KABUL — Under heavy pressure from the United States and the International Monetary Fund, officials at Afghanistan’s Central Bank agreed this month to start dissolving the embattled Kabul Bank, Afghan officials confirmed Saturday.
The institution, the largest private bank in the country, became a symbol of the country’s entrenched culture of corruption and cronyism this fall after the disclosure of a series of loans that bank executives and shareholders had been taking out to invest in risky ventures.
These included seafront mansions in Dubai, one of which was made available at no cost to Mahmoud Karzai, a Kabul Bank shareholder and a brother of President Hamid Karzai.
The crisis has become a key test of the Afghan government’s ability and willingness to tackle the rampant corruption that has undermined support for the war, in the United States and in NATO capitals. The decision to dissolve the bank suggests that the government, which is heavily reliant on foreign aid, realized the banking crisis threatened the funding of key government programs.
The chiefs of the government-run Central Bank, which regulates the country’s banking sector, passed a resolution this month recommending that Kabul Bank be put in receivership, Finance Ministry officials said. That process, which must be approved by a government committee, would separate the bank’s deposits and performing loans from investments and loans unlikely to be repaid.
“We need to know how much the loss is so we can determine how to respond to the losses,” Deputy Finance Minister Mohammad Mustafa Mastoor said in an interview Saturday, explaining why the government has come to see receivership as the best option. “This will lead to the strengthening of our banking system.”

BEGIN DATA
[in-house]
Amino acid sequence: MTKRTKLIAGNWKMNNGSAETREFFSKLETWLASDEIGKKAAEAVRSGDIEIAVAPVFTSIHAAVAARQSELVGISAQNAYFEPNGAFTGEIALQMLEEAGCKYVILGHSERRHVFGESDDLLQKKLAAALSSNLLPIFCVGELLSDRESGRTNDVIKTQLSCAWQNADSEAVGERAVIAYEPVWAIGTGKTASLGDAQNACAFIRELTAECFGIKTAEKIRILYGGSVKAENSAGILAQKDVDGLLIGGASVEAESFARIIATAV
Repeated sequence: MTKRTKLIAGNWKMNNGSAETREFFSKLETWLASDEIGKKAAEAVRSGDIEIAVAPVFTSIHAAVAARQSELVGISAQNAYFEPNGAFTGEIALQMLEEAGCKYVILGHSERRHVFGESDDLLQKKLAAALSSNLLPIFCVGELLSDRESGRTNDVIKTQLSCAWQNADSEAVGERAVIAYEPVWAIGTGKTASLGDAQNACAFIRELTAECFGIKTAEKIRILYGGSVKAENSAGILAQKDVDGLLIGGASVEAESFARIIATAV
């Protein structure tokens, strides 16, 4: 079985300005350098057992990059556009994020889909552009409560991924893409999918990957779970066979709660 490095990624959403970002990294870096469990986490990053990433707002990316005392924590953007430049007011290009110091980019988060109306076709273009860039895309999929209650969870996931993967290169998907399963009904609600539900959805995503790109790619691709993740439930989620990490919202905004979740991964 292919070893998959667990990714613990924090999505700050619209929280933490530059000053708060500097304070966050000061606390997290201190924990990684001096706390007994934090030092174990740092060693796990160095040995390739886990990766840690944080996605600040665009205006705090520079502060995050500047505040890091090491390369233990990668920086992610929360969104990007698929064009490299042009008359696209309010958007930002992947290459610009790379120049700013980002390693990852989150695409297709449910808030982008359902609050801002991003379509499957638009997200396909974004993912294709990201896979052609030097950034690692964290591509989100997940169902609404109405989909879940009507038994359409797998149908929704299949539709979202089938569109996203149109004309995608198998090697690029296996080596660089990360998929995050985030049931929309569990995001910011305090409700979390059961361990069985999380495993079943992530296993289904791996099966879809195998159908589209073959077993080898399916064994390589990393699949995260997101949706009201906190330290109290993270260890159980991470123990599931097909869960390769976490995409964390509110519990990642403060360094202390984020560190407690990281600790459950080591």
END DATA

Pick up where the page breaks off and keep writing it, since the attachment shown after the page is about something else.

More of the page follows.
The government would then seek to find a buyer to assume the deposits and good assets, which would be used to start a new bank, he said. The bad assets would be liquidated.
The IMF and the United States have pushed for Kabul Bank to be put in receivership, seeing the move as the fastest and most effective approach to restoring confidence in Afghanistan’s poorly regulated banking sector.
The Central Bank took control of the bank abruptly after the scandal broke in September and was forced to inject hundreds of millions of dollars to keep it afloat as customers pulled their savings, fearing a collapse.
After taking control, Central Bank officials argued that Kabul Bank should remain in conservatorship — run by the Central Bank — for a few years until it could be stabilized and sold off.
They were wary of putting the bank in receivership, fearing the news that the bank would be dissolved could trigger a new run on the bank by depositors. The government has assured customers that their money is safe. Central Bank officials also voiced concern about the political fallout that would probably result from the type of thorough accounting typically conducted when institutions are placed in receivership.
But international pressure to put the bank in receivership grew stronger last month.